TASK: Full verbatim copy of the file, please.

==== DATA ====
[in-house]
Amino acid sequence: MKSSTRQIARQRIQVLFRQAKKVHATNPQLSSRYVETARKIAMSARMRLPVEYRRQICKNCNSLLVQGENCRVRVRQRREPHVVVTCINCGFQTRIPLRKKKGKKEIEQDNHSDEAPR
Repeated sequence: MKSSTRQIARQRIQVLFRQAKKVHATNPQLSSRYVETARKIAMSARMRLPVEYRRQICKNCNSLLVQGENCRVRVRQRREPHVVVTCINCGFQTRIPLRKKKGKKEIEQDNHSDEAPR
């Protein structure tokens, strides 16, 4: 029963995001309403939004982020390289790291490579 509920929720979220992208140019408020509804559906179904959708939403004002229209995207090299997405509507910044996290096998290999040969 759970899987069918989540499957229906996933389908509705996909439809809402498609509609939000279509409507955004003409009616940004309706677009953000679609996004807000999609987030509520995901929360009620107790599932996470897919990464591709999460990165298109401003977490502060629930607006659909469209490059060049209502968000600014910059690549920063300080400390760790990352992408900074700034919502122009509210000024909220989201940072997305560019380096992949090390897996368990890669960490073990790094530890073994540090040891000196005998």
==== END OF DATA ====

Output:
[in-house]
Amino acid sequence: MKSSTRQIARQRIQVLFRQAKKVHATNPQLSSRYVETARKIAMSARMRLPVEYRRQICKNCNSLLVQGENCRVRVRQRREPHVVVTCINCGFQTRIPLRKKKGKKEIEQDNHSDEAPR
Repeated sequence: MKSSTRQIARQRIQVLFRQAKKVHATNPQLSSRYVETARKIAMSARMRLPVEYRRQICKNCNSLLVQGENCRVRVRQRREPHVVVTCINCGFQTRIPLRKKKGKKEIEQDNHSDEAPR
């Protein structure tokens, strides 16, 4: 029963995001309403939004982020390289790291490579 509920929720979220992208140019408020509804559906179904959708939403004002229209995207090299997405509507910044996290096998290999040969 759970899987069918989540499957229906996933389908509705996909439809809402498609509609939000279509409507955004003409009616940004309706677009953000679609996004807000999609987030509520995901929360009620107790599932996470897919990464591709999460990165298109401003977490502060629930607006659909469209490059060049209502968000600014910059690549920063300080400390760790990352992408900074700034919502122009509210000024909220989201940072997305560019380096992949090390897996368990890669960490073990790094530890073994540090040891000196005998």